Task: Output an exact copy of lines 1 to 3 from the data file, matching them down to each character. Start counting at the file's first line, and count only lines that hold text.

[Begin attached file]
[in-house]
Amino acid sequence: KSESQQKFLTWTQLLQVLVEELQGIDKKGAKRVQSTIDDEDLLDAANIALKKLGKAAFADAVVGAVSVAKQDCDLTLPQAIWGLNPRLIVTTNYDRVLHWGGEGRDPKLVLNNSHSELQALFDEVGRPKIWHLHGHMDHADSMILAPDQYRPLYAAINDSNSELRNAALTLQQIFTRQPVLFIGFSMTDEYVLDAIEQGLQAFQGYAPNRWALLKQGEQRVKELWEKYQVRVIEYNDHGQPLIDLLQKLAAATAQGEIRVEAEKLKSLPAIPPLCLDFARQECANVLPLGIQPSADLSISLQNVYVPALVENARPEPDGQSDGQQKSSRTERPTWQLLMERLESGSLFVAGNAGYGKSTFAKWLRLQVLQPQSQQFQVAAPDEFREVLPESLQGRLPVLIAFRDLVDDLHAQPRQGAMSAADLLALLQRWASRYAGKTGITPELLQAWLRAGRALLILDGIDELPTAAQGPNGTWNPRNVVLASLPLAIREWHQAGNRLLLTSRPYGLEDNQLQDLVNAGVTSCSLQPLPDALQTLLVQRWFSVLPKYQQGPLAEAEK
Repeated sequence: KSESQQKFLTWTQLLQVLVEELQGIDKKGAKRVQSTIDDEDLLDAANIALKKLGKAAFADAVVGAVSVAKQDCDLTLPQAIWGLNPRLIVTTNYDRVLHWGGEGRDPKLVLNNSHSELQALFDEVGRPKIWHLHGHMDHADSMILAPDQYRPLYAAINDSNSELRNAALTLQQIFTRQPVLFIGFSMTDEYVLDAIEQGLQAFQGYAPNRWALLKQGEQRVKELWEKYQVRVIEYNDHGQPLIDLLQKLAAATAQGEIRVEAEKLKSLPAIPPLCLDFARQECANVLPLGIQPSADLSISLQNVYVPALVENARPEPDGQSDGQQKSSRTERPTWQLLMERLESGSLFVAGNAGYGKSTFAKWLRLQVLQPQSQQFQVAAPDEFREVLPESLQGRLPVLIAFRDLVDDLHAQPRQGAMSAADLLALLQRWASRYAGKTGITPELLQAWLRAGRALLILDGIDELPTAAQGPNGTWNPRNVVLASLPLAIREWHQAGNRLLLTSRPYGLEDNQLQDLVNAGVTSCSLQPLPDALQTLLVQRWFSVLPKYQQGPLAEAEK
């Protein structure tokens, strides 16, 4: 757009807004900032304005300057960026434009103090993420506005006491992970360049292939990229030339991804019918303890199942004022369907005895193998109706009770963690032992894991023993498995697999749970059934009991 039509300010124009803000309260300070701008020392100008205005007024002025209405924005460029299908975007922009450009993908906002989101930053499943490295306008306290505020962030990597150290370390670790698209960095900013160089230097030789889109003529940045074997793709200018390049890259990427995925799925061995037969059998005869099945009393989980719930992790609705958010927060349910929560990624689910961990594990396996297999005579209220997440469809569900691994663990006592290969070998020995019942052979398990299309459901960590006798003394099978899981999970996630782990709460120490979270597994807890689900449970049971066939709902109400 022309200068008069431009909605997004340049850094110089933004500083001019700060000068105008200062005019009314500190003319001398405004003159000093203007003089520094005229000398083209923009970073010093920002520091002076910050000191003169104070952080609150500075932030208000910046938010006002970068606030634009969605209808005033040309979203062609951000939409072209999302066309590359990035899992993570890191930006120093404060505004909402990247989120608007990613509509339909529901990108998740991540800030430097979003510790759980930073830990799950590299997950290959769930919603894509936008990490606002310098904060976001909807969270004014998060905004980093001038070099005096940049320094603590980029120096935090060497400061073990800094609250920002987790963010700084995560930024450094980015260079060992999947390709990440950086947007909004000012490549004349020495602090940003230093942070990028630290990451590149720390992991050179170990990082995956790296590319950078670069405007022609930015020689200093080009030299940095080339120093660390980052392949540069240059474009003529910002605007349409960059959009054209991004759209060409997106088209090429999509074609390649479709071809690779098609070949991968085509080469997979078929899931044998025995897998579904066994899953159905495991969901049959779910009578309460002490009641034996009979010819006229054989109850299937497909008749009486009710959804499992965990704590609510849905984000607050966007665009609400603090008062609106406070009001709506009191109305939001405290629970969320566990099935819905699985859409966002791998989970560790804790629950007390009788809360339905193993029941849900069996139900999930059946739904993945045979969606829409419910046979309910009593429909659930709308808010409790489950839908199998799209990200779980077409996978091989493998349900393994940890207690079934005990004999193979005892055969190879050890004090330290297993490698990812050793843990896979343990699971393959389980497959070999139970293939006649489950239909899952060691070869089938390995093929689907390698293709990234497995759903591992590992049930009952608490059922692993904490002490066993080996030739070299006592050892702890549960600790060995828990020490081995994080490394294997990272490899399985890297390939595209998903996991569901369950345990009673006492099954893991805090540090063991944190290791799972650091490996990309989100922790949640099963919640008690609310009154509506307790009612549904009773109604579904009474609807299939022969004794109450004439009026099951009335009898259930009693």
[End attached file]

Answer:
[in-house]
Amino acid sequence: KSESQQKFLTWTQLLQVLVEELQGIDKKGAKRVQSTIDDEDLLDAANIALKKLGKAAFADAVVGAVSVAKQDCDLTLPQAIWGLNPRLIVTTNYDRVLHWGGEGRDPKLVLNNSHSELQALFDEVGRPKIWHLHGHMDHADSMILAPDQYRPLYAAINDSNSELRNAALTLQQIFTRQPVLFIGFSMTDEYVLDAIEQGLQAFQGYAPNRWALLKQGEQRVKELWEKYQVRVIEYNDHGQPLIDLLQKLAAATAQGEIRVEAEKLKSLPAIPPLCLDFARQECANVLPLGIQPSADLSISLQNVYVPALVENARPEPDGQSDGQQKSSRTERPTWQLLMERLESGSLFVAGNAGYGKSTFAKWLRLQVLQPQSQQFQVAAPDEFREVLPESLQGRLPVLIAFRDLVDDLHAQPRQGAMSAADLLALLQRWASRYAGKTGITPELLQAWLRAGRALLILDGIDELPTAAQGPNGTWNPRNVVLASLPLAIREWHQAGNRLLLTSRPYGLEDNQLQDLVNAGVTSCSLQPLPDALQTLLVQRWFSVLPKYQQGPLAEAEK
Repeated sequence: KSESQQKFLTWTQLLQVLVEELQGIDKKGAKRVQSTIDDEDLLDAANIALKKLGKAAFADAVVGAVSVAKQDCDLTLPQAIWGLNPRLIVTTNYDRVLHWGGEGRDPKLVLNNSHSELQALFDEVGRPKIWHLHGHMDHADSMILAPDQYRPLYAAINDSNSELRNAALTLQQIFTRQPVLFIGFSMTDEYVLDAIEQGLQAFQGYAPNRWALLKQGEQRVKELWEKYQVRVIEYNDHGQPLIDLLQKLAAATAQGEIRVEAEKLKSLPAIPPLCLDFARQECANVLPLGIQPSADLSISLQNVYVPALVENARPEPDGQSDGQQKSSRTERPTWQLLMERLESGSLFVAGNAGYGKSTFAKWLRLQVLQPQSQQFQVAAPDEFREVLPESLQGRLPVLIAFRDLVDDLHAQPRQGAMSAADLLALLQRWASRYAGKTGITPELLQAWLRAGRALLILDGIDELPTAAQGPNGTWNPRNVVLASLPLAIREWHQAGNRLLLTSRPYGLEDNQLQDLVNAGVTSCSLQPLPDALQTLLVQRWFSVLPKYQQGPLAEAEK